When it comes to Catholics and their vote, the bishops are unambiguous: “It is not for bishops to tell people how to vote” (2). This is in marked contrast to the approach of some American bishops last year who encouraged their communities not to vote for the Democratic presidential candidate Joe Biden because of his political stance on abortion. The 1996 document is strong on right to life issues and decries the “culture of death” in Britain since the passing of the Abortion Act thirty years previously. However, it resists the temptation to make abortion the only issue in determining how Catholics should vote. A broader view is taken. “A general election,” the bishops say, “must never be confused with a single-issue referendum” (65). The bishops envisage voting for a candidate while not agreeing with them on every issue, encouraging dialogue over the contested issues.
A general approach to the public arena is derived from the integral Christian humanism which became a central feature of Church teaching from Vatican II onwards, inspired by mid-20th century Catholic intellectuals such as Jacques Maritain. Gaudium et Spes states that “the better ordering of human society” (G&S, 39) is a vital concern of the kingdom of God. Pope Paul VI, In his 1975 encyclical Evangelii Nuntiandi, said that the great gift of salvation was “liberation from everything that oppresses human beings” (EN, 9). Liberation from sin, yes, but also liberation from oppressive social circumstances. In the 1980s this theme was somewhat muted by concerns about liberation theology, but in 1990 St John Paul II, to the surprise of some, came back to this teaching strongly in Redemptoris Missio (1990), stating that, “The liberation and salvation brought by the kingdom of God come to the human person both in his physical and spiritual dimensions” (RM, 14).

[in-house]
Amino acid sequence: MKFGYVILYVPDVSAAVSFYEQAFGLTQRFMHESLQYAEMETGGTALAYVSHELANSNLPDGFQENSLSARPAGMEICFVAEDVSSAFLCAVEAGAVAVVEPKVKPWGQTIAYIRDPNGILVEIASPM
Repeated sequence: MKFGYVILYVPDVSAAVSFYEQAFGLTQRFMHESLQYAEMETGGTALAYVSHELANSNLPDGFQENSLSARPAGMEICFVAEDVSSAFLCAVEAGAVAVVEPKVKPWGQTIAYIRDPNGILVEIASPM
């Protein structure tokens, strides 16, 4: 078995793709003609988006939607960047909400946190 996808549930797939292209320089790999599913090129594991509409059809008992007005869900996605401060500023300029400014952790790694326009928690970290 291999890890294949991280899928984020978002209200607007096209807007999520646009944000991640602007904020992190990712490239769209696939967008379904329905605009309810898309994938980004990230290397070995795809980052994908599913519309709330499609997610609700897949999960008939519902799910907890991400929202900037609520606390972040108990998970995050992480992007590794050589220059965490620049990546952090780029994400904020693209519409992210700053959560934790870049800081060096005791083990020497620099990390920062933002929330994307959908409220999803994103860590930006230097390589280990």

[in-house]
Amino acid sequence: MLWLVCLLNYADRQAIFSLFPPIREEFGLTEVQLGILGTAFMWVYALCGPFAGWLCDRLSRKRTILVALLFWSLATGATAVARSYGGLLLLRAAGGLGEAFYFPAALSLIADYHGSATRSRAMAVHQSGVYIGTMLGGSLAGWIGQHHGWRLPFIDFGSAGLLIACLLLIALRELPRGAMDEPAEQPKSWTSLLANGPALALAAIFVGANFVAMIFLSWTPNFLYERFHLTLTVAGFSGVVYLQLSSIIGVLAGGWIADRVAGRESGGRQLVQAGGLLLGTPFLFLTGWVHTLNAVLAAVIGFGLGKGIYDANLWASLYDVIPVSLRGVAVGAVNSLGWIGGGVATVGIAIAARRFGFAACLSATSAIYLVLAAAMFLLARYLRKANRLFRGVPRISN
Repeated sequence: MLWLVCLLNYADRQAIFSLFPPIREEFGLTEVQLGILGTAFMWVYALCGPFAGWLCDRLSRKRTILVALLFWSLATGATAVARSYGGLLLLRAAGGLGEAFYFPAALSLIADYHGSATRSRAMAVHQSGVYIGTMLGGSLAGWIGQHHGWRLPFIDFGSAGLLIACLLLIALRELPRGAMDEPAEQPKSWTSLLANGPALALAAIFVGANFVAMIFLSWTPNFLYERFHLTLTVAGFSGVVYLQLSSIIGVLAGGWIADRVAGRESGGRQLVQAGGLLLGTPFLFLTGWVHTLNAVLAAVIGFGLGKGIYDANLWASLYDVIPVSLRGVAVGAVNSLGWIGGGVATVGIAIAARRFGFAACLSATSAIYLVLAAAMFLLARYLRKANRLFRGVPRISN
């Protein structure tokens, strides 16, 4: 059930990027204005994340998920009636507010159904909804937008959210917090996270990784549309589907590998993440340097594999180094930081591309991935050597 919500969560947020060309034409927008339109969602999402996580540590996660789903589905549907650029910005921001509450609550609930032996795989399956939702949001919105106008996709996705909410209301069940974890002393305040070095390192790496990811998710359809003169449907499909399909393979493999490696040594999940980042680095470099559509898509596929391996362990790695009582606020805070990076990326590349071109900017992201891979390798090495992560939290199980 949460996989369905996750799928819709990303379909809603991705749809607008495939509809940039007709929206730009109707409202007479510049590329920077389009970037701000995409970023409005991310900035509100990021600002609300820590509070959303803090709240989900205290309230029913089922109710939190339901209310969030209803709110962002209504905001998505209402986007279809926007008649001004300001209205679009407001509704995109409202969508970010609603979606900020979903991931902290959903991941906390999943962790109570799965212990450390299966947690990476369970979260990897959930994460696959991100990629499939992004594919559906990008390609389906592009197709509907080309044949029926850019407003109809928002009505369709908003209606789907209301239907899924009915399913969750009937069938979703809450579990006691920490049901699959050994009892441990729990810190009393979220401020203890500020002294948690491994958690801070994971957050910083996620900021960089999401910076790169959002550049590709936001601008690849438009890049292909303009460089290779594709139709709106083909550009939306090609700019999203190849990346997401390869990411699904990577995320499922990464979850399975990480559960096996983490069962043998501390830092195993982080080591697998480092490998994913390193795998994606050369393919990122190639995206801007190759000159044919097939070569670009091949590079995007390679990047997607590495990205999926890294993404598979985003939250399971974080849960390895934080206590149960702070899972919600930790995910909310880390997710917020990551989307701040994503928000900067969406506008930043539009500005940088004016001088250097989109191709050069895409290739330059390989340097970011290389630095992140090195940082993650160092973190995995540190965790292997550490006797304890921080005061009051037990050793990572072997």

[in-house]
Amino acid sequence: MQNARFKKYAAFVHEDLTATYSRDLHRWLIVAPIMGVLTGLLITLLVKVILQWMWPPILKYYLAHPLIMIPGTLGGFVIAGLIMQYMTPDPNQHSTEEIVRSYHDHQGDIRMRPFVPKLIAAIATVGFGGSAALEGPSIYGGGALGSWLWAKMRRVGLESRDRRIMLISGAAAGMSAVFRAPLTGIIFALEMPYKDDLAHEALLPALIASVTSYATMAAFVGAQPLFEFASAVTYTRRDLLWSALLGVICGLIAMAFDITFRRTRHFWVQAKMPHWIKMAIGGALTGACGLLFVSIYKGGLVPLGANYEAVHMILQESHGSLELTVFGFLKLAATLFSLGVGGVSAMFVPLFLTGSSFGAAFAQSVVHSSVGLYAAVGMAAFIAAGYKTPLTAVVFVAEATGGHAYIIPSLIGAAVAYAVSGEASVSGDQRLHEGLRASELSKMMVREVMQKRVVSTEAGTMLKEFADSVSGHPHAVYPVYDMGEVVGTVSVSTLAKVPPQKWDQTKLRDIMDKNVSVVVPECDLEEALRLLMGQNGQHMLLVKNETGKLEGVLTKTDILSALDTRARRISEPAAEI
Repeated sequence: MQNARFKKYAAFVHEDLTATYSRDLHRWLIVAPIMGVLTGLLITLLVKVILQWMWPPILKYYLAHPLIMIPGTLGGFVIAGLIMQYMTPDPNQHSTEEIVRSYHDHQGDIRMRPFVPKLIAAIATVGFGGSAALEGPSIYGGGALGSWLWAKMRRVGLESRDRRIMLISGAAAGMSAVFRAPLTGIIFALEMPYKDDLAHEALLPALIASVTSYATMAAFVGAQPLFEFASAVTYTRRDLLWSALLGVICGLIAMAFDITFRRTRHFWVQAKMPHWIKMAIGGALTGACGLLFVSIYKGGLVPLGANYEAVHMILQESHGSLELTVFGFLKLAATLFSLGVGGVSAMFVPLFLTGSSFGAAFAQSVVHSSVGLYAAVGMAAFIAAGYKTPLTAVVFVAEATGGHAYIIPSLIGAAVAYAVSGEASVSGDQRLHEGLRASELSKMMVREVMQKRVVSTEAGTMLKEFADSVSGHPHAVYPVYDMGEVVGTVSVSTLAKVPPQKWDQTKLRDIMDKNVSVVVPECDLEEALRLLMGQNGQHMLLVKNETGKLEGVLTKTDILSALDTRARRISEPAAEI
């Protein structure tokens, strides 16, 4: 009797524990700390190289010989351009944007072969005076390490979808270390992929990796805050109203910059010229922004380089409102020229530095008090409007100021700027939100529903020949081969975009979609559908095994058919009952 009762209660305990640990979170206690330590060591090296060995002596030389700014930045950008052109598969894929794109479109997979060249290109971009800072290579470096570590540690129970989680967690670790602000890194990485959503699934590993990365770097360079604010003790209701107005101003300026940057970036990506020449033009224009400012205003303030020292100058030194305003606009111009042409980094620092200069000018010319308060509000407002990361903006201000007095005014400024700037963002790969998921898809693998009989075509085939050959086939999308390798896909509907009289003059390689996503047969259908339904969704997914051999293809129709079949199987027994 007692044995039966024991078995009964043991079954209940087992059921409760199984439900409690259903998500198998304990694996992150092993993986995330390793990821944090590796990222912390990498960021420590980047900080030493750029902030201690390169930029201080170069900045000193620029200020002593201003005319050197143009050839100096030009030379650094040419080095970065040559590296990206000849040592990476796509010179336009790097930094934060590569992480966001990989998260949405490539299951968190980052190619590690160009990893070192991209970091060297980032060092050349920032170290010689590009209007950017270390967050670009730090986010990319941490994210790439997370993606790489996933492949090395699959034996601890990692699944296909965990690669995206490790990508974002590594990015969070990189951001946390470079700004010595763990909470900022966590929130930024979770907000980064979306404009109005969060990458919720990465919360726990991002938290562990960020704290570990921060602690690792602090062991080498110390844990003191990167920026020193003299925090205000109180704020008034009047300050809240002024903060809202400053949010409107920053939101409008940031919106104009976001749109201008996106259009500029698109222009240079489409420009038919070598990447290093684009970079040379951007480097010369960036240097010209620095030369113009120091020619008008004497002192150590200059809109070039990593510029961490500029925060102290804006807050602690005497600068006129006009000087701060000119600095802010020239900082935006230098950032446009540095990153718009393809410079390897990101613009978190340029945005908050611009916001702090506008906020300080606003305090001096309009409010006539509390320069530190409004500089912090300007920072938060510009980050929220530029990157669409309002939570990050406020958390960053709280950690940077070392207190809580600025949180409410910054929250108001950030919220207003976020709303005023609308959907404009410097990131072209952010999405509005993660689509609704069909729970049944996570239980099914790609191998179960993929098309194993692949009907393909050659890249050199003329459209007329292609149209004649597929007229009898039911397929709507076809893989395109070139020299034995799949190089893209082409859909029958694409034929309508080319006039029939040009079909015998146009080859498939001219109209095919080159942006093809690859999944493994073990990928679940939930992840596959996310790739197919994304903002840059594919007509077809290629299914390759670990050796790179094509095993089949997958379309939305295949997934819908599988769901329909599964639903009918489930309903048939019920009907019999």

This bishops of England and Wales in 1996 are very much in line with this approach when they state that, “Evangelisation also requires the transformation of an unjust social order; and one of its primary tasks is to oppose and denounce such injustices” (40). At a time when the injustices and inequalities of our society have been brutally exposed by the pandemic, and the call to “build back better” begins to look like the same old call for a strong (if ‘green’) economy, we need to hear this message again, louder than ever. As Pope Francis has reiterated, acts of mercy are not enough. Catholics are called to work to “eliminate the structural causes of poverty and to promote the integral development of the poor” (EG, 188). A call to prophetic action.